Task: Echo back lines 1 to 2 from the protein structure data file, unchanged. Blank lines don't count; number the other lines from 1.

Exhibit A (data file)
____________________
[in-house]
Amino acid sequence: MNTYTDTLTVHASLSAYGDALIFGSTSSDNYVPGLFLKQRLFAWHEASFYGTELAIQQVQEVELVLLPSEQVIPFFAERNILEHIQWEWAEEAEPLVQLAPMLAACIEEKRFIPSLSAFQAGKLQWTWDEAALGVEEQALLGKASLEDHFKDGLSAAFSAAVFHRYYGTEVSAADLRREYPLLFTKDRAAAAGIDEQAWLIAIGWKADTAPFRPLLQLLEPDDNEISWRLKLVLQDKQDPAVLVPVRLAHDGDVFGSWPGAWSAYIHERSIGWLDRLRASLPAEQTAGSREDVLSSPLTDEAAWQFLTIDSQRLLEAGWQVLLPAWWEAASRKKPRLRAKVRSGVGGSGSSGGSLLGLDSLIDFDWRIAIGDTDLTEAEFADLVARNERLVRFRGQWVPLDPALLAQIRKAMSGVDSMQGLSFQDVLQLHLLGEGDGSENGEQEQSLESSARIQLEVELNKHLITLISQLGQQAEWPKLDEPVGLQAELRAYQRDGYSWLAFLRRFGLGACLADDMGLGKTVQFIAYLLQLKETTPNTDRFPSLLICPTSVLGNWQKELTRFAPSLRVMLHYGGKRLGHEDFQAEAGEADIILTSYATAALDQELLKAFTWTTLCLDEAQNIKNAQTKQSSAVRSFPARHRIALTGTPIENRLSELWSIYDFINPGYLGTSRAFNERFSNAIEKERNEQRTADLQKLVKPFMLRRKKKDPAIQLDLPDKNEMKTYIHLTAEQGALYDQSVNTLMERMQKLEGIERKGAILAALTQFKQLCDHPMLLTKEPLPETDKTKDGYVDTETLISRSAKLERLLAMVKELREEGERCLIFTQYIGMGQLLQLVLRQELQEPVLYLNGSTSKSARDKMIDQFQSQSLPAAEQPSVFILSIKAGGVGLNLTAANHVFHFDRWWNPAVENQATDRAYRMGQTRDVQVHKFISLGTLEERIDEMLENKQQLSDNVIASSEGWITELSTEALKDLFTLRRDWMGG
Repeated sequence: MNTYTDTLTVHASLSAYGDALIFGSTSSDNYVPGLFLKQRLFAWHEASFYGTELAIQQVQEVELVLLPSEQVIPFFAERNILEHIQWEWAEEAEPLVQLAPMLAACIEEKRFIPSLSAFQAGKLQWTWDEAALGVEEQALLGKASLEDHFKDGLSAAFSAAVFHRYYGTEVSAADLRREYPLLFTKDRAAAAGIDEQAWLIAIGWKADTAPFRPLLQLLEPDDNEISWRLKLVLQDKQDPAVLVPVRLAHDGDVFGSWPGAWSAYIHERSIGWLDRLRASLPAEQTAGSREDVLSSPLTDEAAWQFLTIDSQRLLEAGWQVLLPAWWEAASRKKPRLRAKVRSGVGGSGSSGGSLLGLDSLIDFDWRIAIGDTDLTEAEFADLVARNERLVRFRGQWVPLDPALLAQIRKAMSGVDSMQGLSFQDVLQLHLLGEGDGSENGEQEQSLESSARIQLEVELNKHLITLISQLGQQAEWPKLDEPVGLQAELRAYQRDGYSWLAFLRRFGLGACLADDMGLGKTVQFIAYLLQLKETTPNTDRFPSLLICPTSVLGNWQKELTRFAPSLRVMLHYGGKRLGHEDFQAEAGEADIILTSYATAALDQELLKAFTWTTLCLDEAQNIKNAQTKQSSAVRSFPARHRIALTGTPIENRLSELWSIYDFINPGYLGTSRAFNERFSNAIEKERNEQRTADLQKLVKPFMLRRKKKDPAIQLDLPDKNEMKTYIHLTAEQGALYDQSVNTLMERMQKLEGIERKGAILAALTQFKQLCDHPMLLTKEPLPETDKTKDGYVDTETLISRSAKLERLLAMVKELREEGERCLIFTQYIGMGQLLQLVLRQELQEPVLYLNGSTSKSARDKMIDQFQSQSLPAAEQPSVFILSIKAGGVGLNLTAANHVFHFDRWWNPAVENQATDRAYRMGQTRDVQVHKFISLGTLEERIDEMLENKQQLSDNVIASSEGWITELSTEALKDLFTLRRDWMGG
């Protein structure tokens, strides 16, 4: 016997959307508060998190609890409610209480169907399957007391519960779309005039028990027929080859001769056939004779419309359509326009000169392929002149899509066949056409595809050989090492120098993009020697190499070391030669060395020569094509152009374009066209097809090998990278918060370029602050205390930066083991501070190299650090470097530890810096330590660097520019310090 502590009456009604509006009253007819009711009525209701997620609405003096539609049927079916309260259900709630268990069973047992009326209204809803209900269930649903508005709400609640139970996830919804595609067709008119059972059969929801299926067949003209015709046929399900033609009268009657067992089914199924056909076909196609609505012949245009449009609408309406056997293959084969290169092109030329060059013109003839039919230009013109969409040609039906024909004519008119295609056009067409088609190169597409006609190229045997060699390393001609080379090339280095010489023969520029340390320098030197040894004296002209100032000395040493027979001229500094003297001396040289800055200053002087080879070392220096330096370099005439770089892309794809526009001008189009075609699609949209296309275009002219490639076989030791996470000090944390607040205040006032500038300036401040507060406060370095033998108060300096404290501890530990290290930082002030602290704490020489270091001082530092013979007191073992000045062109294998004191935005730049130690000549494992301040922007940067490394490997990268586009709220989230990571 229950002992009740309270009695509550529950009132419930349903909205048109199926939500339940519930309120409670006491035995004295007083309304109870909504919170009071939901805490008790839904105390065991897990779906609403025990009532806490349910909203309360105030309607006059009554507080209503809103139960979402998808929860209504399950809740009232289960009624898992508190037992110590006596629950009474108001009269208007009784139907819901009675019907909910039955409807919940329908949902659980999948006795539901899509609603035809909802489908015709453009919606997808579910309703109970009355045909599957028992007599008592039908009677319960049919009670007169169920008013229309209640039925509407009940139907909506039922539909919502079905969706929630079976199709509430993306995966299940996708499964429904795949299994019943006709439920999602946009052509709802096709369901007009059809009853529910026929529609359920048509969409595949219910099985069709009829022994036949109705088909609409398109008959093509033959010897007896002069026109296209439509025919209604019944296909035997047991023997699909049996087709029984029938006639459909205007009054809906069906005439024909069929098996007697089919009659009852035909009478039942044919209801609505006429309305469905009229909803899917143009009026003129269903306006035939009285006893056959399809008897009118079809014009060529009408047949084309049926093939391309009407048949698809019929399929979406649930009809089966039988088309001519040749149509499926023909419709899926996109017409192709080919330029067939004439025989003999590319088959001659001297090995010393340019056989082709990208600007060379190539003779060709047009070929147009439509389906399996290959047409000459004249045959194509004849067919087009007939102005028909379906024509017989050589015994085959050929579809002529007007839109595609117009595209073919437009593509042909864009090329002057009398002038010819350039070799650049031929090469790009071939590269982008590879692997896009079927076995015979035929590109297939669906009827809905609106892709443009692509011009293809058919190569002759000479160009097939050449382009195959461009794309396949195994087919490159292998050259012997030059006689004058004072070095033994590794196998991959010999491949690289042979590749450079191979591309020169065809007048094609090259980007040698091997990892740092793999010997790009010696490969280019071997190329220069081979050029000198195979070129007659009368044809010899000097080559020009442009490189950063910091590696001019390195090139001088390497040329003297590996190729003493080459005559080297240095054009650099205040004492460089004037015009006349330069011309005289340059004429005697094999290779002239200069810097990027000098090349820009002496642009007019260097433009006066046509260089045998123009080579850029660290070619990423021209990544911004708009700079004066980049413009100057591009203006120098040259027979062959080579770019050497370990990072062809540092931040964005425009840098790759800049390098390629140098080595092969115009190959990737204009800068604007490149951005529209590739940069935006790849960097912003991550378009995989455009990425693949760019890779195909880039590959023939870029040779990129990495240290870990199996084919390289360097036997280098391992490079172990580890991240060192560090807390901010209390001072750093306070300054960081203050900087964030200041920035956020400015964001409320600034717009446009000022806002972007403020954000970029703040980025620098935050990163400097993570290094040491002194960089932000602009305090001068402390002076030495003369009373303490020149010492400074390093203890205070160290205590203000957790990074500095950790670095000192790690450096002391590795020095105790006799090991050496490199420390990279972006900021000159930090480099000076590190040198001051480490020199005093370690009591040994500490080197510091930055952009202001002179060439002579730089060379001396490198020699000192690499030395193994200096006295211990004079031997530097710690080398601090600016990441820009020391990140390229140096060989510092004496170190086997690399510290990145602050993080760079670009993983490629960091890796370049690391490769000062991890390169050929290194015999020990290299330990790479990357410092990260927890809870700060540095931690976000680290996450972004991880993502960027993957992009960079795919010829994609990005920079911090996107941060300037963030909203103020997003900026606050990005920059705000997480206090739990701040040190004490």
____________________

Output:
[in-house]
Amino acid sequence: MNTYTDTLTVHASLSAYGDALIFGSTSSDNYVPGLFLKQRLFAWHEASFYGTELAIQQVQEVELVLLPSEQVIPFFAERNILEHIQWEWAEEAEPLVQLAPMLAACIEEKRFIPSLSAFQAGKLQWTWDEAALGVEEQALLGKASLEDHFKDGLSAAFSAAVFHRYYGTEVSAADLRREYPLLFTKDRAAAAGIDEQAWLIAIGWKADTAPFRPLLQLLEPDDNEISWRLKLVLQDKQDPAVLVPVRLAHDGDVFGSWPGAWSAYIHERSIGWLDRLRASLPAEQTAGSREDVLSSPLTDEAAWQFLTIDSQRLLEAGWQVLLPAWWEAASRKKPRLRAKVRSGVGGSGSSGGSLLGLDSLIDFDWRIAIGDTDLTEAEFADLVARNERLVRFRGQWVPLDPALLAQIRKAMSGVDSMQGLSFQDVLQLHLLGEGDGSENGEQEQSLESSARIQLEVELNKHLITLISQLGQQAEWPKLDEPVGLQAELRAYQRDGYSWLAFLRRFGLGACLADDMGLGKTVQFIAYLLQLKETTPNTDRFPSLLICPTSVLGNWQKELTRFAPSLRVMLHYGGKRLGHEDFQAEAGEADIILTSYATAALDQELLKAFTWTTLCLDEAQNIKNAQTKQSSAVRSFPARHRIALTGTPIENRLSELWSIYDFINPGYLGTSRAFNERFSNAIEKERNEQRTADLQKLVKPFMLRRKKKDPAIQLDLPDKNEMKTYIHLTAEQGALYDQSVNTLMERMQKLEGIERKGAILAALTQFKQLCDHPMLLTKEPLPETDKTKDGYVDTETLISRSAKLERLLAMVKELREEGERCLIFTQYIGMGQLLQLVLRQELQEPVLYLNGSTSKSARDKMIDQFQSQSLPAAEQPSVFILSIKAGGVGLNLTAANHVFHFDRWWNPAVENQATDRAYRMGQTRDVQVHKFISLGTLEERIDEMLENKQQLSDNVIASSEGWITELSTEALKDLFTLRRDWMGG